Designer    Case Study 30 Jan 2014

Chelmsford designer Kimberly Finch challenges tradition with modern barn conversion bathroom

As part of a series of case studies looking back at some of last year’s Designer Awards finalists, we find out how a beautiful bathroom space was created for the conversion of an historic barn…

With some extreme space constraints due to the old and characterful nature of the building, this bathroom project certainly deserved the wider recognition it received when it was named as a finalist in the Bathroom Design over £15k category at the Designer Kitchen & Bathroom Awards 2013.

Created by Kimberly Finch, Senior Design Consultant at Ripples Chelmsford, Essex, the project managed to bring luxury and distinctive design together with huge success.

The space was located in a 16th century threshing barn, steeped in history. The main part of the barn is made up of massive A-frames some 14 metres high. The space is steeply raked and the beams play an integral part of the design.

The client wanted a modern space that would work with the beams and not fight against them. The space had no natural light at all, but the brief was to create a master en-suite from two spaces that would be big enough to have a double vanity unit, bath, a separate shower and WC. “I wanted to focus on a more organic approach to my design,” explains Finch.

“I felt that I needed to embrace the beams and I felt a harsh angular design would not work in this instance. “I started with the general layout that I knew that I wanted to go into the eaves which would gain some crucial space for the bath to sit. I then introduced the softness of the curves behind the bath and into the shower seat area so that it would have a complementary flow.”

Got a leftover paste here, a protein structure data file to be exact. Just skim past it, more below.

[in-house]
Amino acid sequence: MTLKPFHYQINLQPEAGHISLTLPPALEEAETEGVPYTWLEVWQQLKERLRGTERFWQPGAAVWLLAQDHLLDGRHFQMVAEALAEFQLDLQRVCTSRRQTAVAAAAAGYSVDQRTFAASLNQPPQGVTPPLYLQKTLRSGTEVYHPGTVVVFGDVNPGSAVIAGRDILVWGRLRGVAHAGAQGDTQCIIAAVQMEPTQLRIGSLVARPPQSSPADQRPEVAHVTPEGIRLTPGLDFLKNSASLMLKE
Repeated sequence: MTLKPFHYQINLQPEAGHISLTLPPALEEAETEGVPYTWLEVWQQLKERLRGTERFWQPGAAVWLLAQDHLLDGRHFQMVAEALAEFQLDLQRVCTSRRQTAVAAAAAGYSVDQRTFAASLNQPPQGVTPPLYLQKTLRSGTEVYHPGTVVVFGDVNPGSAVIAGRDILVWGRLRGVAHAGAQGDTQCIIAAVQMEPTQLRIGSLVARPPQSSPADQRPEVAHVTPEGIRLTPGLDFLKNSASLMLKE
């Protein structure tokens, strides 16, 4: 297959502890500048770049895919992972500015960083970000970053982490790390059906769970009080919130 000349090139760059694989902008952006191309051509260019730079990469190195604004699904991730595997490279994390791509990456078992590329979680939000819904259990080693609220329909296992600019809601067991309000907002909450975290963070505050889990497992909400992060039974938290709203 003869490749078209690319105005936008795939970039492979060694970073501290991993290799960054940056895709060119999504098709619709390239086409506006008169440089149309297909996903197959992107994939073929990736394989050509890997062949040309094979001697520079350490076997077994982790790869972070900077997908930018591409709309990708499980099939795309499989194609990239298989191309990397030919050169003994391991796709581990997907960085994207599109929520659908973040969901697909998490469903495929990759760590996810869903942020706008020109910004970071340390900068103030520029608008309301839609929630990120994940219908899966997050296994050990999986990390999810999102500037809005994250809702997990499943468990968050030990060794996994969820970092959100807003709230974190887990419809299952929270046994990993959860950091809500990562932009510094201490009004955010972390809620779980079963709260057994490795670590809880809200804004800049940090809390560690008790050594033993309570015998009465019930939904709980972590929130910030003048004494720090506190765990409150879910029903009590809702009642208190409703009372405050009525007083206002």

She says it was important for each element within the design to have a natural connection to the other: “I wanted the design to flow organically together and to have quite a natural palette to enhance the darkness of the beams.”

Getting the specification right was a key part of this design. Finch chose green slate flooring with accent natural shell mosaic from Asia in aqua. She also introduced glass in Dulux Soft Fauna 4 to reflect light around the room: “This was a challenge due to the complexity and shape of the beams.”

The bathroom includes Hansgrohe Puravida brassware in white, along with Burgbad Crono furniture in gloss white. “I feel the room has a striking visual impact as soon as you walk in and see the backdrop of the beams behind the bath softened by the delicate colour of the glass,” says Finch.

A major focal point for the scheme is the simple yet striking TasseStone Thinn freestanding bath by BC Designs.

These creative ideas combined to solve some fairly hefty logistical problems with this space. “My main challenge was the fact that the room didn’t have any windows for natural light so it was key to bounce as much light around the space as possible,” says Finch. “I did this by using clever lighting and the reflective glass walls. The pitch to the ceiling was also a challenge but I used this to create a recess to the wet room area and also a curved shelf.”

In so many cases, a bathroom project succeeds or fails on the relationship between client and designer. Finch considers herself particularly fortunate in this case: “My clients were truly wonderful to work with. At first, they would not give me a budget as they didn’t want that to determine or influence the design in any way. They were won over with the design at the initial presentation and we just made a couple of tweaks as we went along.”

But for a bathroom with so many eye-catching features, which aspects have been most satisfying for its designer? “I love the shower area in particular because it is a cosy haven to relax and unwind in,” says Finch. “I also like the beams with the contrast against the bath. That certainly makes for an iconic photo.”

Ripples Chelmsford |

Published in Designer Kitchen & Bathroom Magazine